In Montreal, it suddenly it feels like 1993 all over again, when a veteran-laden, defense-first team with a star goalie in Patrick Roy made a surprise run and beat the Wayne Gretzky-led Los Angeles Kings in five games to win Montreal’s 24th Stanley Cup.

Canadiens assistant coach Luke Richardson, who was playing for Edmonton at the time, sees various similarities.

“There’s always differences as well,” he said earlier in the day. “But I remember playing against that team, and it was just a tough, stingy team to play against. And that’s what we want to be every night.

Though considered underdogs throughout the playoffs, Canadiens general manager Marc Bergevin this week said his offseason vision in building the team with a strong defense was better suited for the playoffs than the regular season. Montreal was affected by injuries and a late-season coronavirus outbreak in closing the year 0-3-2 for a 24-21-11 finish.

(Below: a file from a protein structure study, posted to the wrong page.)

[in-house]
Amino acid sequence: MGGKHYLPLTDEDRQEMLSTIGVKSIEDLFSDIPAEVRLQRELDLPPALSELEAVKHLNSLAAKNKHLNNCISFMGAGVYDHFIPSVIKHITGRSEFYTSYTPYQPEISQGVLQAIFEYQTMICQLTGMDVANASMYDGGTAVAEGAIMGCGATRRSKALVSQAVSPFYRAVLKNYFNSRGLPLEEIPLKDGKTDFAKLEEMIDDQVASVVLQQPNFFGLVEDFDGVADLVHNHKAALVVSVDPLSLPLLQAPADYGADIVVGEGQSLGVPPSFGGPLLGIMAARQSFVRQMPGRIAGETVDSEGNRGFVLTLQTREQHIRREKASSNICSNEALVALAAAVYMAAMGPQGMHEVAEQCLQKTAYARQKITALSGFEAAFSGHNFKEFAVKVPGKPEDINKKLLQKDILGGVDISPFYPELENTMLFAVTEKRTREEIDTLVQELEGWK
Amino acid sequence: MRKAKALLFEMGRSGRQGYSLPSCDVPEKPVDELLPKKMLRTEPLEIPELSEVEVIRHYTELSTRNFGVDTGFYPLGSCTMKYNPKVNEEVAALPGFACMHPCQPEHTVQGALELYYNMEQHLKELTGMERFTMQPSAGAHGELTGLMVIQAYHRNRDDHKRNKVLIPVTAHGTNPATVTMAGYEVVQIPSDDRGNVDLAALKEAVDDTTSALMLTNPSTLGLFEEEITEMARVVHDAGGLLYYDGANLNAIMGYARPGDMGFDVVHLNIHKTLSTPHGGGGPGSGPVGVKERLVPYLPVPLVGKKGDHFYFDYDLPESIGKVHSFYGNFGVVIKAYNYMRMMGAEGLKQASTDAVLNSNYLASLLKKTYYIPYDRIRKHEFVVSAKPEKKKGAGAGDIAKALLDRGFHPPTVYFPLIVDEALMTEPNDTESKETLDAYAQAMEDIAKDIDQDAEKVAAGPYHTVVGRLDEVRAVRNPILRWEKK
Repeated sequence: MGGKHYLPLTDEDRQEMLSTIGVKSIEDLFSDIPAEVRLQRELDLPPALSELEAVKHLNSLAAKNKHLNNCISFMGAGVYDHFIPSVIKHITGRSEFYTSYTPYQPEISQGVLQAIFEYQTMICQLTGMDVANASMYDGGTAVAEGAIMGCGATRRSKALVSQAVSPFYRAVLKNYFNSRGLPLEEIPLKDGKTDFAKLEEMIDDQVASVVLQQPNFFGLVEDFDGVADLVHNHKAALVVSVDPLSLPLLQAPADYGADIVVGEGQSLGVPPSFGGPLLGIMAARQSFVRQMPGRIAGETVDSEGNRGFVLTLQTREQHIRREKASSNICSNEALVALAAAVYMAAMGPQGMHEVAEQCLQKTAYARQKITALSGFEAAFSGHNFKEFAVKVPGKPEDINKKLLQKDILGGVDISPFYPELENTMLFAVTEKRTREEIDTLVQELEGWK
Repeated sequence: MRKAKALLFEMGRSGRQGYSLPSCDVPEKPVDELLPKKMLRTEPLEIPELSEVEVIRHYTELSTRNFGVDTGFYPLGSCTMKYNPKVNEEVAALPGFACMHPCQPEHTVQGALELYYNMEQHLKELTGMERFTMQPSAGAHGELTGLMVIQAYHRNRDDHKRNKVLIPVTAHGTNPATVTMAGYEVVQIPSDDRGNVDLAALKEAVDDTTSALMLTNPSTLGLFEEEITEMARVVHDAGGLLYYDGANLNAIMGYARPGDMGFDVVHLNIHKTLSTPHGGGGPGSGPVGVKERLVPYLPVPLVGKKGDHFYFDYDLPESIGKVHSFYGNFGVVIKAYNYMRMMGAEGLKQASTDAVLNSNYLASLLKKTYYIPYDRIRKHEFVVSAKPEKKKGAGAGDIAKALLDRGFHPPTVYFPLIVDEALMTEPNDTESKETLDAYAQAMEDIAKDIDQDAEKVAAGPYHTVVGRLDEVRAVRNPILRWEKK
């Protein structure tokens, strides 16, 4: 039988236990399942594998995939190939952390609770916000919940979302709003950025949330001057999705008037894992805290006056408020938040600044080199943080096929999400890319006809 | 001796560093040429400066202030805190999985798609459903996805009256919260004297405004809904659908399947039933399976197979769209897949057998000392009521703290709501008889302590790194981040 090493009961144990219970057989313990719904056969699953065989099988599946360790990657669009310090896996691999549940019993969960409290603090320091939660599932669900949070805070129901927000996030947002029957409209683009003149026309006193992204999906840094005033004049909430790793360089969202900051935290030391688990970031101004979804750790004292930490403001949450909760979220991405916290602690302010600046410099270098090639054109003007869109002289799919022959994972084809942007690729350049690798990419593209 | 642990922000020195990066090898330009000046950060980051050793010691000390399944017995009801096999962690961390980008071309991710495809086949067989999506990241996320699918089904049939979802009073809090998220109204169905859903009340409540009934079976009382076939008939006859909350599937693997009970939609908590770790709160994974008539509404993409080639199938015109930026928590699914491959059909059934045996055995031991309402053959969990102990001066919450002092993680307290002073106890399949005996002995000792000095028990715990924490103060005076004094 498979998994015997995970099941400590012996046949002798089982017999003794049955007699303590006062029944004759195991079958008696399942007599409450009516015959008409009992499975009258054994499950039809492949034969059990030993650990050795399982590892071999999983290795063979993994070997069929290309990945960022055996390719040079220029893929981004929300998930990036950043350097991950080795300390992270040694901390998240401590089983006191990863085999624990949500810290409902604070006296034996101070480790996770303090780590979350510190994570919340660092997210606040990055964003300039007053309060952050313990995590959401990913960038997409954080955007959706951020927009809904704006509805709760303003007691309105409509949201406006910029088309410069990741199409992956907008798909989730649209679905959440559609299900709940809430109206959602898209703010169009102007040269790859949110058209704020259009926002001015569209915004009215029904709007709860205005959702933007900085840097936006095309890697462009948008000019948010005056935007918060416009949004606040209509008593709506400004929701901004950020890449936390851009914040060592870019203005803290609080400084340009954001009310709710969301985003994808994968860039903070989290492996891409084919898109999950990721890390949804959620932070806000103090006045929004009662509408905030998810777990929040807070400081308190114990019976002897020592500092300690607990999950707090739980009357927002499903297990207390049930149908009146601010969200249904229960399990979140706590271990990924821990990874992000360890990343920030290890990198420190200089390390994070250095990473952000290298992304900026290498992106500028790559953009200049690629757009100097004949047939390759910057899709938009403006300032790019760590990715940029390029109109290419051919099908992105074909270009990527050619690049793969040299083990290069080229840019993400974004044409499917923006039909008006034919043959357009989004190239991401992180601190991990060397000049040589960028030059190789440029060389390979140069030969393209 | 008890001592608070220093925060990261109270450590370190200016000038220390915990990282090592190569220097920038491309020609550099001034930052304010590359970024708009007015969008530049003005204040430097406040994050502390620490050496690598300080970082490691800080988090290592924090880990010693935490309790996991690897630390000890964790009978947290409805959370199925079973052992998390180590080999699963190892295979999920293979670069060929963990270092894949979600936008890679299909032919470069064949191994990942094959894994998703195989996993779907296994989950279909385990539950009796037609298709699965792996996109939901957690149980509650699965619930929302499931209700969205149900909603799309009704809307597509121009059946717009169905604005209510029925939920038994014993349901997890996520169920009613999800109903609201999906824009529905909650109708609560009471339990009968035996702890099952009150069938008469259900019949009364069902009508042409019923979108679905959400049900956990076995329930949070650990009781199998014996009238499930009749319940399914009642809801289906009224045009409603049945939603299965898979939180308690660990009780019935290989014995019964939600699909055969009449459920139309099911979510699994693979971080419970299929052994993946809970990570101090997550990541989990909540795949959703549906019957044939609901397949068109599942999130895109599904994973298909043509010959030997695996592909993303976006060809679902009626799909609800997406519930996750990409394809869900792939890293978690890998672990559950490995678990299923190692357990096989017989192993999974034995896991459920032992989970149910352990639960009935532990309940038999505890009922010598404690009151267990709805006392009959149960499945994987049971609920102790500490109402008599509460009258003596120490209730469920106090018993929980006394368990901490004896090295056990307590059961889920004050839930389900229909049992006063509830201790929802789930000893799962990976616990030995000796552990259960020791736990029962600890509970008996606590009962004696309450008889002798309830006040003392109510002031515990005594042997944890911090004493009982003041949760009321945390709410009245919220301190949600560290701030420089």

The Canadiens then opened the playoffs rallying from a 3-1 first-round series deficit against Toronto, before sweeping the Winnipeg Jets in the second round. The Canadiens once again faced adversity in opening the semifinals with a 4-1 loss at Vegas before regaining their defensive-smothering and quick-strike transition offensive identity to win four of the next five.

They’ve played with an unflinching focus, and overcome missing interim coach Dominique Ducharme, who has spent the past four games in quarantine after testing positive for COVID-19 last week.

Montreal becomes just the sixth Canadian-based team to reach the final since 1994, and first since the Vancouver Canucks lost to Boston in seven games in 2011.

The Canadiens also clinched their berth on Saint-Jean-Baptiste Day, the Quebec nation’s cultural holiday, and equivalent to the Fourth of July in the U.S.